Get ready for powder envy, Vail Valley |

Get ready for powder envy, Vail Valley

Kevin Roop
Special to the Daily
Vail, CO Colorado
Kevin Roop/Special to the DailyElna Persson, of the Vail Valley, skies some of the untracked, uncrowded and deep powder in and around the Monarch ski area.

MONARCH MOUNTAIN, Colorado ” Over the last few years I developed my own religion based around good karma.

In my world there are a few types of karma. Of course there is there is the plane old just being nice to the other inhabitants of this earth karma. But, the one type of karma that we have all been cashing in on lately, and I highly believe in, is our powder karma.

With the heavy snow cycles we have been in, a lot of us in the skiing and snowboarding community must have been doing our part to make the world a cooler place to live.

As a ski instructor I guess I have earned a lot of good powder karma by being patient, picking students up, teaching beginners on big snow days, and all those other things that go along with the job.

In early January of this season I hit the powder karma jackpot on a snow cat trip to Monarch, which is about 115 miles due south of Vail. If you don’t want to hear how good it was, then just stop reading here, but if you want to hear how killer Monarch can be on big powder days, then read on.

My partner in crime, Elna Persson ,and I loaded up Larry, our truck, and headed down to Monarch. We had heard reports that the Continental Divide, on which the ski area sits, had been the epicenter of snowfall over the past few weeks.

As we headed up the pass from the Arkansas Valley floor, which only had a speckle of snow, the walls of snow on the side of the road just got higher and higher. I would have missed the parking lot, if for not noticing the Monarch sign hiding behind two big piles of snow.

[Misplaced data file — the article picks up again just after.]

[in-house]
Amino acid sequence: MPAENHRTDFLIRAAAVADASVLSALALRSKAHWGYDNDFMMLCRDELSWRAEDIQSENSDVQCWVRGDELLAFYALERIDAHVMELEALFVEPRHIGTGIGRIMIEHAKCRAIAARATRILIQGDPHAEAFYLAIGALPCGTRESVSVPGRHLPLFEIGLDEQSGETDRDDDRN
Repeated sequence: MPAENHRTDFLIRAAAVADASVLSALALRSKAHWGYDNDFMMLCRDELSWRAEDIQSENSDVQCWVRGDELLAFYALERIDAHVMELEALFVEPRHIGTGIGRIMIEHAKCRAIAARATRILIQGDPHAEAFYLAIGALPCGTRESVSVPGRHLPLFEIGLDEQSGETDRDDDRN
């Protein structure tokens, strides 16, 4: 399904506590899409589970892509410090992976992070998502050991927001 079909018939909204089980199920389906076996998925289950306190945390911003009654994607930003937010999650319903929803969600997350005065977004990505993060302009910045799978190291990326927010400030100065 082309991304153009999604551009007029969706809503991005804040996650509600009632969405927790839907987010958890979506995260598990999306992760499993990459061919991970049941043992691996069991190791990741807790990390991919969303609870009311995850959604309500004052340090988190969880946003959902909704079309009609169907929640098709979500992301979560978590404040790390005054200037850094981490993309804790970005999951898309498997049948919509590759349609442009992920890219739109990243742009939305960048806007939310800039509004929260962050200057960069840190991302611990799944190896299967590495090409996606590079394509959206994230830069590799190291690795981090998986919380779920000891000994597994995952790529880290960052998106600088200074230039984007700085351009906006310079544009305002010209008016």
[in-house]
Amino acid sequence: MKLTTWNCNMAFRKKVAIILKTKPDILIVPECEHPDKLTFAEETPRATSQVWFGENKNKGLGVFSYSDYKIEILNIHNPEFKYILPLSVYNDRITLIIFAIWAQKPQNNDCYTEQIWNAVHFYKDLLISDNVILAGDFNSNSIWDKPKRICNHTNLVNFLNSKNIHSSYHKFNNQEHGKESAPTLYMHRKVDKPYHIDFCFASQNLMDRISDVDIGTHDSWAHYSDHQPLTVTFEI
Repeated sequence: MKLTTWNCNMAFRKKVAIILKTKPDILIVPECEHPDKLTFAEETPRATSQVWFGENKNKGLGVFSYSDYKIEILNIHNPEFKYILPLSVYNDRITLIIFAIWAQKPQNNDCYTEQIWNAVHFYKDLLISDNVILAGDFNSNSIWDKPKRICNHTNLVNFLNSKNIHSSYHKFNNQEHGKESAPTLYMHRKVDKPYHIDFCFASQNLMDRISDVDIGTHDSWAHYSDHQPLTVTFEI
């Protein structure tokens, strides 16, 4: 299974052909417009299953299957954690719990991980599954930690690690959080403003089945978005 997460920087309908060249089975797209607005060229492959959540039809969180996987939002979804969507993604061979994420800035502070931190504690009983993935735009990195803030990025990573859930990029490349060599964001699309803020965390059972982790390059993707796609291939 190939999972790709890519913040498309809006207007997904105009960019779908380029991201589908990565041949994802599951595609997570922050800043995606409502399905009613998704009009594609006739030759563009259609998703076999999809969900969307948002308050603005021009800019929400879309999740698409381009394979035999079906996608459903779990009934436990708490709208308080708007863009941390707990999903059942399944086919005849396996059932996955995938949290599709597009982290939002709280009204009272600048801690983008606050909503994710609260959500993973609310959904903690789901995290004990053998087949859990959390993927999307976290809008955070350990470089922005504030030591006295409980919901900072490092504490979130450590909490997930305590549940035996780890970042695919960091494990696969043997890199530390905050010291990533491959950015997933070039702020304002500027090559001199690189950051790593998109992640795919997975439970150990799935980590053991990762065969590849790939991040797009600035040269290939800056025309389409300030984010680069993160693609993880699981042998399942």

We headed up the chairlift to check out what Monarch had to offer in-bounds. What we found was plenty of steeps, pow, trees, and no people. With the lack of people, comes the lack of moguls. Now I’m a big fan of bumps, but it was sure nice to hit big clumps of snow that didn’t put up a fight, or send you launching into the air.

We started our out-of bounds tour with a short hike to untouched Gunbarrel. The fresh tracks were well worth the hike, but I recommend this run for your last run of the day, instead of your first, because it dumps you right back in the parking lot. Don’t worry there will still be freshies in the afternoon.

After a few cool tree runs off the Garfield lift, we headed up the Breeze Way Chair to hit some of Monarch’s inbounds hiking terrain. The short jaunt up the Mirkwood Road only takes 10 to 15 minutes. Upon reaching the crest of Mirkwood Bowl we were rewarded with turn after turn of untouched fluff.